“I will shelter you my friend.
I will shelter you.
With a love that has no end,
Know that I will shelter you.
I will sing for you my friend.
I will sing for you.
With a song that has no end,
Know that I will sing for you.”
— From the Davis Threshold Choir song book
It is, they say, a practice as old as time: Women, singing at the bedside of the sick and dying in order to bring some measure of comfort and peace to someone’s final days.
Theirs are gentle, maternal voices, singing simple songs, much like many of them did years ago to soothe a crying baby or a child who couldn’t sleep.
Now they form the Davis Threshold Choir, some two dozen women in all, and they sing to ease the discomfort and fear and anxiety of those on the threshold between life and death.
A day of singing
What: Join Threshold Choir founder and artistic director Kate Munger at a workshop for female voices sponsored by the Davis Threshold Choir
When: Saturday, July 28; registration at 9:30 a.m.; singing from 10 a.m. to noon; lunch from noon to 1 p.m.; more singing from 1 to 3 p.m. A salad lunch will be provided but guests are asked to bring their own napkins, water bottles and/or mugs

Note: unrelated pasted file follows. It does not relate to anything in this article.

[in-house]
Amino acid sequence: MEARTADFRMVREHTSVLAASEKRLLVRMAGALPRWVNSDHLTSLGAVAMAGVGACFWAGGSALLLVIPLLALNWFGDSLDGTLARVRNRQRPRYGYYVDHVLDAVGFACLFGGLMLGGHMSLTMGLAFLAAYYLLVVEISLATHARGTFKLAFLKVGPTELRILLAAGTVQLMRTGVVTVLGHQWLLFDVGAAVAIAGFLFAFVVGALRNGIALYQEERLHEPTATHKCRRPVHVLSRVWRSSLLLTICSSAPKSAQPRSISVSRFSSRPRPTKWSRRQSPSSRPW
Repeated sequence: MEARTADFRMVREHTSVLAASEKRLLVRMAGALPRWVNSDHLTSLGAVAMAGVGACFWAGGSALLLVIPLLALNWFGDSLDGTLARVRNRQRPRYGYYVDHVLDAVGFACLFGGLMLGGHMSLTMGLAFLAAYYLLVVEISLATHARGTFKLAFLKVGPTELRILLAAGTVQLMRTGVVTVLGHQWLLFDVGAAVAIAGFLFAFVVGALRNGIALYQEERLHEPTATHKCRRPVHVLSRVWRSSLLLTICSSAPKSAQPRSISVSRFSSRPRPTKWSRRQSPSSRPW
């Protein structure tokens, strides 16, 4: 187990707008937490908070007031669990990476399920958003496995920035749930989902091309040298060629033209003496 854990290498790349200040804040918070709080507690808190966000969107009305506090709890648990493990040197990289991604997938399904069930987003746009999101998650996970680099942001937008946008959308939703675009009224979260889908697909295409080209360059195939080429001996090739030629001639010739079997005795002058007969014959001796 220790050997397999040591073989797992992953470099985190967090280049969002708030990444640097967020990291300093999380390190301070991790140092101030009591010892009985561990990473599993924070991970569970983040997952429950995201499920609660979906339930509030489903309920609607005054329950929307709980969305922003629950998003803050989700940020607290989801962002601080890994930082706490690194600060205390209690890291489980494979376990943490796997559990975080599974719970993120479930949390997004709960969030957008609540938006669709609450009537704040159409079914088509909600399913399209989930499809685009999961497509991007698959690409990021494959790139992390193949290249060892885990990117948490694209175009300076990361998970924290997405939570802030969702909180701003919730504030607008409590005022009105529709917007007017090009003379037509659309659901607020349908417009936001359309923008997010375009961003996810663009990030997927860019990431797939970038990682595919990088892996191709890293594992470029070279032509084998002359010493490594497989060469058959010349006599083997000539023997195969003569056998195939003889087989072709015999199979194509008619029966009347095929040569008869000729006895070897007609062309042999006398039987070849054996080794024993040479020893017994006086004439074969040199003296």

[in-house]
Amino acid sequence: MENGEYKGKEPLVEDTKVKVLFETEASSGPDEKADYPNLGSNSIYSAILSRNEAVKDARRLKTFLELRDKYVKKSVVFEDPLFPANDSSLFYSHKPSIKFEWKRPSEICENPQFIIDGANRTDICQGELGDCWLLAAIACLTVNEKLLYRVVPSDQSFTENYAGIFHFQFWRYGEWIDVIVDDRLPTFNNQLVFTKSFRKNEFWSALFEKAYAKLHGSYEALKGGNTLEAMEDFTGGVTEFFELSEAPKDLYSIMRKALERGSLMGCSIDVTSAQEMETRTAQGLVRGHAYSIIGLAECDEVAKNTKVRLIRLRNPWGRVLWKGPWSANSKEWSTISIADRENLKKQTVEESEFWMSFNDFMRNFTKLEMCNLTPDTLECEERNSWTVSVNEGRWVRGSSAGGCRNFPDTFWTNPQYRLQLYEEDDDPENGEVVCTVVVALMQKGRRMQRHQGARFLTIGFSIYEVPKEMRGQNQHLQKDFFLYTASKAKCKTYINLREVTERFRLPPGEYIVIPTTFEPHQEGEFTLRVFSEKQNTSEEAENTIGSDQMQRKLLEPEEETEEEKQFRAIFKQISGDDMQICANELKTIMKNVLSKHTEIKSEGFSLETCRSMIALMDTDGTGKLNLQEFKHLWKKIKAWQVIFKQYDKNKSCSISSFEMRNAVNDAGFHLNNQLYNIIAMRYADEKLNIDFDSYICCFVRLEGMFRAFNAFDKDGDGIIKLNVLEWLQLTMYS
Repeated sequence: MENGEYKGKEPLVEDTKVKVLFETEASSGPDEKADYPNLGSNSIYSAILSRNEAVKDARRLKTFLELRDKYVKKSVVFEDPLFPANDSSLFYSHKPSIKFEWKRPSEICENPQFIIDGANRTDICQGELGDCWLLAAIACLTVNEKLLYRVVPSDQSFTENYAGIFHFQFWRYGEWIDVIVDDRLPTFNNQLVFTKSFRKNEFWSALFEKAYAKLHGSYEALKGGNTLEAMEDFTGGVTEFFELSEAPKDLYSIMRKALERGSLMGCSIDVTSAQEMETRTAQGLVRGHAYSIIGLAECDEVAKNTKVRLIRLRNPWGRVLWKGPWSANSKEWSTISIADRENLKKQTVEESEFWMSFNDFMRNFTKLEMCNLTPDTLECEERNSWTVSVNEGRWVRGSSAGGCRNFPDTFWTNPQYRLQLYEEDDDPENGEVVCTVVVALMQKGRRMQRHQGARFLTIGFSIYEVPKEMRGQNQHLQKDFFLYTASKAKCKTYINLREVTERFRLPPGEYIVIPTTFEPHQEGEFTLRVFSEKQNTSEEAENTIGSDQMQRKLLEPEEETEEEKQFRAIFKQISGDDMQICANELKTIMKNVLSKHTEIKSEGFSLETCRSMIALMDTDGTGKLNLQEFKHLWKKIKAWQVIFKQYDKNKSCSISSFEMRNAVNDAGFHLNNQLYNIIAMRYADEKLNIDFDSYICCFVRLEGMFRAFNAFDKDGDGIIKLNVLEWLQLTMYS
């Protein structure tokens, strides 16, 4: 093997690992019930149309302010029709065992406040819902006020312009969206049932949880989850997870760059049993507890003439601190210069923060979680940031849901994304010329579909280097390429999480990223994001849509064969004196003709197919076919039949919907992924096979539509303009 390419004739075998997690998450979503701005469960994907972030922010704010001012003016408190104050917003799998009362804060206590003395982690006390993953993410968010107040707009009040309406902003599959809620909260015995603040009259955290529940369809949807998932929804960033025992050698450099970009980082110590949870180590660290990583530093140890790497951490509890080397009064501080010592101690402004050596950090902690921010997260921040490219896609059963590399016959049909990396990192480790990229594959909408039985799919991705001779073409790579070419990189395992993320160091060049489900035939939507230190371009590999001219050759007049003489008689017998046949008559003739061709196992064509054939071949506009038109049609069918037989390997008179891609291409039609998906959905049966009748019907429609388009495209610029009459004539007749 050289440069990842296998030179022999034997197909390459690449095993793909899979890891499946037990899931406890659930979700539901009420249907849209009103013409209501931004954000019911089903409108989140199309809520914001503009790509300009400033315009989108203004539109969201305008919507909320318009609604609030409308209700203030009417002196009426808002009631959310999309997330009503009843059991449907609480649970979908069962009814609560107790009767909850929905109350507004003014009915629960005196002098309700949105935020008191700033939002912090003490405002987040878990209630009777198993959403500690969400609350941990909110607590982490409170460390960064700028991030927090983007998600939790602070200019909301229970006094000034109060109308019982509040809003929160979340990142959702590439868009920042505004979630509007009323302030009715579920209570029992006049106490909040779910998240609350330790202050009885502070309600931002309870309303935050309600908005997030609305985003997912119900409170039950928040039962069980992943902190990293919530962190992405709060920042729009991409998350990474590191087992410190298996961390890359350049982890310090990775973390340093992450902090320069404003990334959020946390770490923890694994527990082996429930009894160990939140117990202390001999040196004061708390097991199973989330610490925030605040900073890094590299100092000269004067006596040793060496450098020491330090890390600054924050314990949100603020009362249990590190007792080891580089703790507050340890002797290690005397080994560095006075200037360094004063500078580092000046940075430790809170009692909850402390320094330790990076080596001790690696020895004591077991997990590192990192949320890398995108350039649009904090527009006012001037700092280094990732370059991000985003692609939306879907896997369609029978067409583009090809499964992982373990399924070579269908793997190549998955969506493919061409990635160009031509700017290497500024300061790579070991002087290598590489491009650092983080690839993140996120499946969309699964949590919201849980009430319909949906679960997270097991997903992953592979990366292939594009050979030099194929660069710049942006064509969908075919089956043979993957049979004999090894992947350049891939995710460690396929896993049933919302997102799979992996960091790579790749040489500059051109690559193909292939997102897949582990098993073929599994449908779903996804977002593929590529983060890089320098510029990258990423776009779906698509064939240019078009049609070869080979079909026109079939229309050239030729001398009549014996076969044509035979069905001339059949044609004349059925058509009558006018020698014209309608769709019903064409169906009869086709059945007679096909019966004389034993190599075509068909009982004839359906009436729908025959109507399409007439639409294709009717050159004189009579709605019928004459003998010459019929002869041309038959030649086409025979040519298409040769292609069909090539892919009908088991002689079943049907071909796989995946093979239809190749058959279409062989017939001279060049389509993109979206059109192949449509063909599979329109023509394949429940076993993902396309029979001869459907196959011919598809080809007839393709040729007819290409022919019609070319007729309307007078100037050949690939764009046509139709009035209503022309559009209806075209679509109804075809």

Where: Fair Oaks United Methodist Church, 9849 Fair Oaks Blvd.
Cost: Free, but donations are suggested
Info: Karen at (209) 296-7354 or www.thresholdchoir.org
Referred by Yolo Hospice, local hospitals and individuals, they go in groups of three or four to the bedside of the sick and dying throughout Davis, where they’ll sing for an hour or so at a time, once a week, and when the end draws near, they’ll go more often.
“We ‘sit vigil,’ said choir member Doreen Conte, “coming every day near the end if they want us to.”
Their singing is part lullaby, part gospel hymn, with songs sung in harmonies and rounds. Though they are not a religious group, not affiliated with any church, they tailor their songs to the patient’s religious background and music preferences, even their languages.
They’ve sung in Spanish, Zulu, Arabic. They know what they do makes a difference.